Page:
Keeping in view the Developmental Origin of Health and Disease hypothesis, this study aimed to assess differences in cardiac and vascular structure and function in children exposed to preeclampsia in-utero as compared to those of normotensive mothers. We hypothesized that children exposed to preeclampsia had altered cardiac and vascular structure and function as compared to the unexposed group.
This was a retrospective cohort study which included children between 2-10 years of age born to mothers with and without exposure to preeclampsia in-utero (n= 80 in each group). Myocardial morphology and function using echocardiogram and carotid intima-media thickness and pulse wave velocity were performed. Multivariable linear regression was used to compare preeclampsia exposed and non-exposed groups. Subgroup analysis to assess differences between early vs late onset preeclampsia was also performed.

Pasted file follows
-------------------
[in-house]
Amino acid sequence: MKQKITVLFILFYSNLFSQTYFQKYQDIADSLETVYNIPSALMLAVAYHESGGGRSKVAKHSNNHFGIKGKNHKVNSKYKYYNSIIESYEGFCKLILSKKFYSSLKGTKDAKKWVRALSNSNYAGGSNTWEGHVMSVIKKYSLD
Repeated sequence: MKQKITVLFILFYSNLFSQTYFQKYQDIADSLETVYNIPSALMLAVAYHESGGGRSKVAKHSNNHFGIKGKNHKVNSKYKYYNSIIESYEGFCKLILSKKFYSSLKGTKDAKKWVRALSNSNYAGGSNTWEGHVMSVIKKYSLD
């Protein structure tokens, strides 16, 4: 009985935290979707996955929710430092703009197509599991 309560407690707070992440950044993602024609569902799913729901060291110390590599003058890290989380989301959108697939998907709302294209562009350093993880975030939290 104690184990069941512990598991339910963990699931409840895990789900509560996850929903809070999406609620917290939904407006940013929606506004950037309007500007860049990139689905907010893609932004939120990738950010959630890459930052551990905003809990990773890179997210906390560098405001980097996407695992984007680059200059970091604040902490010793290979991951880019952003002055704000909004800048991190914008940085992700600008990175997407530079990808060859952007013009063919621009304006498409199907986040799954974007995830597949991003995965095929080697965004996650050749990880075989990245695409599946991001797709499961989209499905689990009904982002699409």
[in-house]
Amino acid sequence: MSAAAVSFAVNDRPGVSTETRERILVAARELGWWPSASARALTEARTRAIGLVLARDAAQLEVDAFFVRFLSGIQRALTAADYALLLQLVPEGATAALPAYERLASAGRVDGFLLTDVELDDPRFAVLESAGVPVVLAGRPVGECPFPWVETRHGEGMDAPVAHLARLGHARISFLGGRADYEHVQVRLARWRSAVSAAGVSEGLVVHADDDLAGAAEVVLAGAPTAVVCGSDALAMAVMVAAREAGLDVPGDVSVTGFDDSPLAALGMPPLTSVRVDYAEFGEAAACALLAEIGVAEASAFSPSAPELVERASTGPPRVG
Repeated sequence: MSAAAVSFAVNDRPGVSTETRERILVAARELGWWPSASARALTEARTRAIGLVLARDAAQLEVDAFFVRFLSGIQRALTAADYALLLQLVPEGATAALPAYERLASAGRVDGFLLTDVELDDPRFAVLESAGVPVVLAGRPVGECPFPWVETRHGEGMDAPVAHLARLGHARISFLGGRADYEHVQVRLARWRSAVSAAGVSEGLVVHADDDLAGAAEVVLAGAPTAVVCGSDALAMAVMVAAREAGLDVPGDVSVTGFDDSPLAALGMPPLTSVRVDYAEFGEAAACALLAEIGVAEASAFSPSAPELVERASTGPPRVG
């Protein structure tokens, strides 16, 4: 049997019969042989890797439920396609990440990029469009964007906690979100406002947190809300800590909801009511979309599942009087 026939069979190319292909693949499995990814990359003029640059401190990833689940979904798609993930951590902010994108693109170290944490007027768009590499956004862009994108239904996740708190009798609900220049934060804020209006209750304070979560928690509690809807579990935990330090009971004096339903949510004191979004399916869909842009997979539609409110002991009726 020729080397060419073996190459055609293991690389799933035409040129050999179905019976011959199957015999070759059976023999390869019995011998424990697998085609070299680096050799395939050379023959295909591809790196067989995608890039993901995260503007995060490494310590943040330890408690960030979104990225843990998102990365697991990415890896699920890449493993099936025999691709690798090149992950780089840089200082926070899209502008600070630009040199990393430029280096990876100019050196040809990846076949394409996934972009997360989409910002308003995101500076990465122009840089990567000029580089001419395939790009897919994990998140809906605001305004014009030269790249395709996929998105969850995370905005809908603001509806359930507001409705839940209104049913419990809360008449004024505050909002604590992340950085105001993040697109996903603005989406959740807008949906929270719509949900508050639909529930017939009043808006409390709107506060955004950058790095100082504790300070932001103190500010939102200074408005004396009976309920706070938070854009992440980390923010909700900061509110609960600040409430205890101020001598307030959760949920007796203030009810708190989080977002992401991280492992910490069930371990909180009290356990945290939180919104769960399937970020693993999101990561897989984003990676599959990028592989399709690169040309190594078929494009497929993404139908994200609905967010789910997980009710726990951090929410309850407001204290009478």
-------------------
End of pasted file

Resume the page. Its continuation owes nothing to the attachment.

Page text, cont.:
Forty one percent (n=33) mothers had early onset preeclampsia. Children in the exposed group had significantly higher prevalence of Stage 1 systolic and diastolic hypertension (22%, n=18 and 35%, n=18 respectively) as compared to the unexposed group (9%, n=7 and 19% n =15 respectively, p=0.01). Children in the exposed group also had higher pulse wave velocity as compared to unexposed group (0.42 +/- 0.1 vs 0.39 +/- 0.1, p=0.03). Subgroup analysis revealed that blood pressure and pulse wave velocity changes were primarily determined by early onset preeclampsia. There was no significant difference in cardiac morphology or systolic and diastolic function between the exposed and unexposed groups.
In-utero exposure to preeclampsia has an effect on the vascular function in children aged 2-10 years, primarily related to early onset disease. Routine blood pressure screening should be recommended for such children.

Copyright © 2021. Published by Elsevier Inc.